* Michigan State University professor David Arsen whips out the v-word in an open letter to Gov. Rick Snyder about his school ideas: “The Oxford funding proposal and HB 5923 represent a truly dramatic strategy to shift the provision of Michigan’s educational services outside locally-governed school districts. They would establish the closest approximation to a universal statewide voucher system ever implemented in the United States.”
* Gov. Rick Snyder wants more STEM (science-engineering) grads out of our universities. Snyder’s counterpart in North Carolina apparently wants to take that a step further and tell college students that they are on their own, financially, if they want to major in liberal arts subjects. The problem, argues Daniel Luzer, is that the struggles of college grads to find jobs lately has nothing to do with their choice of major, but with the general trends of the economy. And he has a chart to prove it.
* Here at Bridge, we are, shall we say, large on data. It is our favorite four-letter word. So, how could LOL not pick up this charmer on the data-driven method of breaking up with your girlfriend: “If you’re looking for the kind of guy who’s interested in maximizing the worst-off outcome regardless of potential gains—well, I’m not that guy. All you have to do is look at the probabilities and compare the feasible range of outcomes in terms of number of units of pleasure to see that we’re going to have to call this relationship quits.” (Hat tip to AndrewSullivan.com.)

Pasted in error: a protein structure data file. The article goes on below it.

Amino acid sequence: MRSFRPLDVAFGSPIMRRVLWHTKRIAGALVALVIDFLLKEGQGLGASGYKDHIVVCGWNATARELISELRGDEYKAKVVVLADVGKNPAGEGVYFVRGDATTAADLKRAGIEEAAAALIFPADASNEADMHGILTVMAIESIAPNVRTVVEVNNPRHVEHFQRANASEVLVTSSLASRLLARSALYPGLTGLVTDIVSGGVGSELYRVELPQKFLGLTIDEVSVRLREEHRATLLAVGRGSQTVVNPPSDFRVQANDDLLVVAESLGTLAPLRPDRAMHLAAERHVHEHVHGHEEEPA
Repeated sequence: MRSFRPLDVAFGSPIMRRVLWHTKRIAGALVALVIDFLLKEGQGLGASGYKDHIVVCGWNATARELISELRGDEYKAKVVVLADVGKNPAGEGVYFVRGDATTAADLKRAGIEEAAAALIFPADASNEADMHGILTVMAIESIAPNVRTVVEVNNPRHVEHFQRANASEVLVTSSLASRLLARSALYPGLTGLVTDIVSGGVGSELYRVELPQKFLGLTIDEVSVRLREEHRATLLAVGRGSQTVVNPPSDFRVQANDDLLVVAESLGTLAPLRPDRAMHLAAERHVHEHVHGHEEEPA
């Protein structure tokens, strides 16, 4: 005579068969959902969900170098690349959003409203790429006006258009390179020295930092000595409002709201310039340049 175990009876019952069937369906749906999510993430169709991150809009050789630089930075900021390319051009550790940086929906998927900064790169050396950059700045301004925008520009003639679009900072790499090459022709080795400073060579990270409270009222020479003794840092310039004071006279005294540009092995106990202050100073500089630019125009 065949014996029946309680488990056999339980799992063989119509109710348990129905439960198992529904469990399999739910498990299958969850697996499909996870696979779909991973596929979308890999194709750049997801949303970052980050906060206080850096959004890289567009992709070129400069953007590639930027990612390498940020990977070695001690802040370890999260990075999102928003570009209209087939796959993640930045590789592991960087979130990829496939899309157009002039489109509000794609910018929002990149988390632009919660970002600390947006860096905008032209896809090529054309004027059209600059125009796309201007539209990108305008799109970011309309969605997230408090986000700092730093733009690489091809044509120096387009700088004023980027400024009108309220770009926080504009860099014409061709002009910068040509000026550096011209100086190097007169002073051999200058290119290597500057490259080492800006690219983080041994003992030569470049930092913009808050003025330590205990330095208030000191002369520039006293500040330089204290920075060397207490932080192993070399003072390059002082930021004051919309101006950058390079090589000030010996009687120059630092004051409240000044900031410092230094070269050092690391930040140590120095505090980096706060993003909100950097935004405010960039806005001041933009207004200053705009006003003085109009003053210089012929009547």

* U.S. Sen. Carl Levin has been the subject of retirement rumors of late. This report about how the Levin-led Armed Services Committee handled a recent nominee may have some bearing on Levin’s enjoyment of life in D.C. these days.
* It seems a major part of the Michigan mystique is tied to its natural attributes – things as simple as what a typical summer day is like. That summer day, of course, is a small piece of a massive climate puzzle. The “normal” weather stems from the larger climactic forces that hold sway, correct? So, if we like how it’s been in Michigan in the last couple of centuries, should we not be worried about reports such as this one that show the larger world changing – and rather rapidly? Michigan does not exist in a vacuum.